Two major political parties in the capital — the Congress and the Bharatiya Janata Party (BJP) — may have to pay a heavy price for infighting in the upcoming assembly polls, paving way for the Aam Aadmi Party’s (AAP) success.
Social scientist and AAP worker Yogendra Yadav said that the two-party system in Delhi would soon come to an end. “We are now looking at a triangular competition and the AAP cannot be ignored only as a spoiler,” said Yadav.
While infighting and lack of a strong leadership could prove to be a setback for the BJP, the Congress may suffer because of its poor performance in Delhi bypoll and the loss of seats in the 2011 municipal elections.
In Lakshmi Nagar, Malviya Nagar, Matiala and Uttam Nagar, sitting Congress MLAs failed to win municipal seats falling under their constituencies.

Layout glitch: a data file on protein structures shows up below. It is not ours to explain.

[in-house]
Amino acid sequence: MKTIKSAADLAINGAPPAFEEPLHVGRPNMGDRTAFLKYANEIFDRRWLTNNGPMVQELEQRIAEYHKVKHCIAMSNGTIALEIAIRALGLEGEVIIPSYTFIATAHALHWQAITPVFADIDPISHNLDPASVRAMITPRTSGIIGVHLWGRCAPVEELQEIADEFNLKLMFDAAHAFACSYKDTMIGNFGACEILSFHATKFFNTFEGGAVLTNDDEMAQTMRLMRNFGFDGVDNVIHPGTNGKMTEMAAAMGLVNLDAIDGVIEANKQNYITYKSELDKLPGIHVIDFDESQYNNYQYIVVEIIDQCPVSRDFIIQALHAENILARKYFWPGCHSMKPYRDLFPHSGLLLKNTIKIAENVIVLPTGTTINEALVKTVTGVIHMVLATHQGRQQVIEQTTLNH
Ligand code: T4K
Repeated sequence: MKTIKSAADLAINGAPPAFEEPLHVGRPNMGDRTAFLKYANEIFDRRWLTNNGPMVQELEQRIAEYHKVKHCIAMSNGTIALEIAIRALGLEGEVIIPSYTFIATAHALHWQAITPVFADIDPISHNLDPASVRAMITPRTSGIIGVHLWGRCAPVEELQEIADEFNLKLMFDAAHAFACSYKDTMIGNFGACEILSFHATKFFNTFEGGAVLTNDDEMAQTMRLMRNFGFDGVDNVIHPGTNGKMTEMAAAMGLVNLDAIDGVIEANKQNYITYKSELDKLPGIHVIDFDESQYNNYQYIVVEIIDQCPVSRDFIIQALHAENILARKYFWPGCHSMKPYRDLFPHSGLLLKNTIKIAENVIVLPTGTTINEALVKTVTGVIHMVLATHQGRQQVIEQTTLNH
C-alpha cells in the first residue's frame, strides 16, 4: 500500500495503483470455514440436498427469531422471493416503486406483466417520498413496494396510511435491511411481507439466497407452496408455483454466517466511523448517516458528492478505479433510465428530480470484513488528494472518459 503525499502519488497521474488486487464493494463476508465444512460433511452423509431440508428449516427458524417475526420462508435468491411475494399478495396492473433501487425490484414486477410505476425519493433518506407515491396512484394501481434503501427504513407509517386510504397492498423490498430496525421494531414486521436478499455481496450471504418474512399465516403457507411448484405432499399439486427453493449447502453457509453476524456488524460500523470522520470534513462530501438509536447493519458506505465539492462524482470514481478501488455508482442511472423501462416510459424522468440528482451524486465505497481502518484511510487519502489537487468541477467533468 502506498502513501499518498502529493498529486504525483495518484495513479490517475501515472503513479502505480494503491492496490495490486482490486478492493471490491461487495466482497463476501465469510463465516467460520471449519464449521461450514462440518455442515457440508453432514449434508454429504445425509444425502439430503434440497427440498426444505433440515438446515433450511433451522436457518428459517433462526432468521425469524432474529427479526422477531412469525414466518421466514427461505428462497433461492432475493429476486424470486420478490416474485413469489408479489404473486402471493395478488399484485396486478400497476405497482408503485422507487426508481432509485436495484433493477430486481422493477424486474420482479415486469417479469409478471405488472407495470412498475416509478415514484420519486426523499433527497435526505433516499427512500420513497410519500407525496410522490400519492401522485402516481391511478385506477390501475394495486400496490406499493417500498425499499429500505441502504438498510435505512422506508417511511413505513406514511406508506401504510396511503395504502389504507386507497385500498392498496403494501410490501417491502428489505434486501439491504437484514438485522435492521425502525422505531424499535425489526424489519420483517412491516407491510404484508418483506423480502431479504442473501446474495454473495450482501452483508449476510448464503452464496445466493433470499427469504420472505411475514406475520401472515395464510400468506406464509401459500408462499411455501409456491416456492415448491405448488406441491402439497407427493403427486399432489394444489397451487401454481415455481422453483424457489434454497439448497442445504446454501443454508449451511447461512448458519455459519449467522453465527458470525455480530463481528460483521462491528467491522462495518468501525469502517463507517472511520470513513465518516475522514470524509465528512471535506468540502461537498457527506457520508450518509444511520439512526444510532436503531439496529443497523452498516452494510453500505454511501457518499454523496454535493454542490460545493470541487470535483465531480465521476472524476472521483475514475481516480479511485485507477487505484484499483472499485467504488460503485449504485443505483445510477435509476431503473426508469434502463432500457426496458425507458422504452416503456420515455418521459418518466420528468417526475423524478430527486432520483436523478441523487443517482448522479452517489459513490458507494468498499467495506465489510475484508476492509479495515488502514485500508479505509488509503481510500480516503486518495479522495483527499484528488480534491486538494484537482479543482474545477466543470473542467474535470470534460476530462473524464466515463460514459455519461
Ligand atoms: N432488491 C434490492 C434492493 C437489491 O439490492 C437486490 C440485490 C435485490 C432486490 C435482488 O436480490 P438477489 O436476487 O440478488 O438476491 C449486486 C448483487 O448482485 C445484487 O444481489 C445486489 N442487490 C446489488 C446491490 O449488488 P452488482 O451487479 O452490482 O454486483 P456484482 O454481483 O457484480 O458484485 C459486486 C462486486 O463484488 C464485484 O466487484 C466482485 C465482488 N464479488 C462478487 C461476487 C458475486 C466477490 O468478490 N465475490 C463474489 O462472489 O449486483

The rising onion prices in the city are adding to the party’s worries. Sensing an opportunity to use onion prices to its advantage ahead of the assembly elections, the Delhi BJP has been protesting against chief minister Sheila Dikshit, accusing her of failing to control the spiralling rates of the vegetable.
While many in the BJP and the Congress do not want to comment aloud on these issues, outsiders see them as an internal assessment of the parties.
“These might be reports based on the feedback by the partymen,” said AAP worker Yogendra Yadav.
After the party surveys, the BJP and the Congress have started mobilising their ground-level workers for the elections.
“We have started holding regular meetings with block-level workers so that they can mobilise the masses in favour of the party,” said DPCC president JP Agarwal.